Global Market Advisors’ Brendan D. Bussmann examines the rare opportunity, provided by the shutdown of services in the Philippines for COVID-19, for gaming regulator PAGCOR to revisit regulation of offshore gaming operators.
As the brick and mortar gaming world fell silent in response to the coronavirus, many online gaming operations continued throughout the pandemic. However, the Philippine Amusement and Gaming Corporation (PAGCOR) and President Rodrigo Duterte also shuttered the Philippine Online Gaming Operators (POGOs) in the middle of March in response to the outbreak. POGOs have made a sizeable impact financially to the Philippines, with revenues increasing by more than 13% from 2018 to 2019.
In late April, the government began to hold conversations about restarting these operations and deeming them essential businesses as a way to help finance a government heavily hit by a revenue shortfall due to the pandemic. After a six–week break, they were allowed to restart these operations following the strictest guidelines issued by the government under the Enhanced Community Quarantine (ECQ). Restrictions included limitations on staff sizing (30%), shuttle services for employees, temperature checks, social distancing and masks for employees.
It was stated that the suspension of POGOs cost PAGCOR as much as Php600 million (roughly US$12 million) in monthly revenue. PAGCOR itself is the third largest revenue generating agency for the Philippine Government, just after the Bureau of Internal Revenue (BIR) and the Bureau of Customs.
POGOs have been operating since 2016 and have proven to be a solid revenue generator for both operators and the regulatory body. However, they have been, and continue to be, held under serious scrutiny, as these operations and some of their side effects have ballooned in certain areas of the Philippines. The negatives have included, but are not limited to, immigration issues, significant impacts on the residential and commercial real estate markets, and impacts on other government agencies including the Department of Labor and Employment (DOLE), the Central Bank and the BIR.
PAGCOR, in the middle of May, began its campaign to educate the general public on the regulatory structure of POGOs. This includes some of the basics, such as specifying which individuals are allowed to play POGOs, along with some of the key aspects of the service providers that help support the operations as well as the operators themselves. It also discusses the challenges that have surrounded these online operators including money laundering, prostitution rings, human trafficking, criminal activities and whether or not they serve as a front for a spy network. However, the campaign also highlights the job creation and increased revenues in spite of the influx of foreign – largely Chinese – workers.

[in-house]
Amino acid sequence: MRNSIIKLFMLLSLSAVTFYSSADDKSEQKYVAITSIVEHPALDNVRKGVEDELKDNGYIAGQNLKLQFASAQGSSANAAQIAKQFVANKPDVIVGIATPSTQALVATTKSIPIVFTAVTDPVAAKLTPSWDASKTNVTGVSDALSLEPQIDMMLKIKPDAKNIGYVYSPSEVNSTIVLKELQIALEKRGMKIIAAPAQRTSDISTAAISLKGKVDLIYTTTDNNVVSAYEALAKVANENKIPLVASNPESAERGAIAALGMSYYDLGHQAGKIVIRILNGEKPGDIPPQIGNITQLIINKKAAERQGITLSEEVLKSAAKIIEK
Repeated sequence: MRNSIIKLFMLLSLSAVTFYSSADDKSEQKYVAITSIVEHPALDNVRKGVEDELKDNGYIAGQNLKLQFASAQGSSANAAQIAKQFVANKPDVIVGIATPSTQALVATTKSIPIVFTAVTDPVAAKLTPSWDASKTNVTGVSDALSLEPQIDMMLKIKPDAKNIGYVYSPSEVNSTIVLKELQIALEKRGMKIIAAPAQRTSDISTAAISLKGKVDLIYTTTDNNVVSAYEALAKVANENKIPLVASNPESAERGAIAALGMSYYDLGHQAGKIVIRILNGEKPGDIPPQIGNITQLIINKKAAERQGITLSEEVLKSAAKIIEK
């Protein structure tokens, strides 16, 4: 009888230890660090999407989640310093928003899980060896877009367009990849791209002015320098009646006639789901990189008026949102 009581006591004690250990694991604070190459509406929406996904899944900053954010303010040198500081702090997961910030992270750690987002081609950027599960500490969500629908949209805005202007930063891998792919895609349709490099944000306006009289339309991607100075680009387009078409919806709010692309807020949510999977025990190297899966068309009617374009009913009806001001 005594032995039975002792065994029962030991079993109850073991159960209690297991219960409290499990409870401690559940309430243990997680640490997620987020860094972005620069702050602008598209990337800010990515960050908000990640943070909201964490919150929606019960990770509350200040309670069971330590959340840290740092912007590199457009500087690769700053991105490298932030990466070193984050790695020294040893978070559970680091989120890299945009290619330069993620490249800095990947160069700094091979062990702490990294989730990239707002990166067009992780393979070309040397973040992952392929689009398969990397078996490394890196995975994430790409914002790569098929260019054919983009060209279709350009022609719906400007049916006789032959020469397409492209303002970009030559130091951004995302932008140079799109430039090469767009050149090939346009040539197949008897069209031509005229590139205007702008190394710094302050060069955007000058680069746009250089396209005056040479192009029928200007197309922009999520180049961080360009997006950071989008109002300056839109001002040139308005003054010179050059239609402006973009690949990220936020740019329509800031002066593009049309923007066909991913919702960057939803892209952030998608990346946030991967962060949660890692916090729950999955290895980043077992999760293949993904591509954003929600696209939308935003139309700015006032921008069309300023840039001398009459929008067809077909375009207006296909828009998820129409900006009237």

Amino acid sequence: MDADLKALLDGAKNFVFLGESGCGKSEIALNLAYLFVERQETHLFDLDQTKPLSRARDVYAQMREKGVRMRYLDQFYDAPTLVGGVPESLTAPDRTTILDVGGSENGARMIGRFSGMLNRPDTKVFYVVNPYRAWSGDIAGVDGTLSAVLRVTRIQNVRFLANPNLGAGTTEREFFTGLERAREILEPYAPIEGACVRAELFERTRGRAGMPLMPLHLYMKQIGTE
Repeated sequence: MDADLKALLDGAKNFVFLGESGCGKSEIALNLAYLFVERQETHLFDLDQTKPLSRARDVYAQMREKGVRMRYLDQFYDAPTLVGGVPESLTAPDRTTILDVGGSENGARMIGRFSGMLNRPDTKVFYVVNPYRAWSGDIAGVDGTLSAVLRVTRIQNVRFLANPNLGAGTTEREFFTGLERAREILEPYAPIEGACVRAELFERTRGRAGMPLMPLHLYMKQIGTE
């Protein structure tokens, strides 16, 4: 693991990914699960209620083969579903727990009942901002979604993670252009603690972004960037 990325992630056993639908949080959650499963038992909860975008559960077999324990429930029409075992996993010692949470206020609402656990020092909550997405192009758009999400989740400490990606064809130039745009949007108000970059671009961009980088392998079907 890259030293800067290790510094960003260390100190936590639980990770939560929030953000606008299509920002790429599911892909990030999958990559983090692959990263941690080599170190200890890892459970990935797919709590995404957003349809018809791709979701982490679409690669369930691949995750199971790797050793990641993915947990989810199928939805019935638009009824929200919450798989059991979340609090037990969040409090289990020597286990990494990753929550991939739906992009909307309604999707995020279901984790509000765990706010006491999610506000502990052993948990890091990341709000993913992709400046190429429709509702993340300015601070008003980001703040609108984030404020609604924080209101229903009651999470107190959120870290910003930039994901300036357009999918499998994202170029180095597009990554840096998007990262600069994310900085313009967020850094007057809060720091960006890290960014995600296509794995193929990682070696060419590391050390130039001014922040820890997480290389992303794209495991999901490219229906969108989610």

The reforms of POGOs have continued most recently into May with a crackdown on NOGOs (Non-registered Offshore Gaming Operators) by a task force of government agencies. The goal is to eliminate those groups that are illegally operating facilities within the country and end illegal online gaming.
The recent arrests of 265 Chinese nationals in Las Piñas City and operations in Makati City and elsewhere are likely the start of these procedures to clean up the industry and bring legitimate operators into a competitive playing field.
While POGOs do present their own challenges to the regulatory structure, these operations are still undergoing rapid growth and are being reined into a system that cannot keep up with their advances. Online gaming can provide a sustainable revenue resource, but the right regulatory structure and enforcement protocols are needed for the industry to thrive. The pandemic has offered an opportunity for PAGCOR to implement a regulatory structure, as well as to begin its efforts to more effectively combat the illegal operators in the market (NOGOs) and provide a better structure for those wishing to operate legally within the Philippines.
While there is still revenue being left on the table until a more robust revenue verification system is put in place, POGOs can serve as a model for online gaming operations around the world as PAGCOR moves forward with its efforts to solidify the structure for the industry.
Especially in the pandemic world, the opportunity for online gaming is undeniable. While it will not replace the thrill of live gaming that many players have grown accustomed to, it does provide a viable and convenient alternative while brick-and-mortar operations are scaled down.
However, it is imperative that, as jurisdictions look into online gaming, they allow for strict regulation, know your customer (KYC) procedures and responsible gaming measures to ensure a feasible and competitive online market.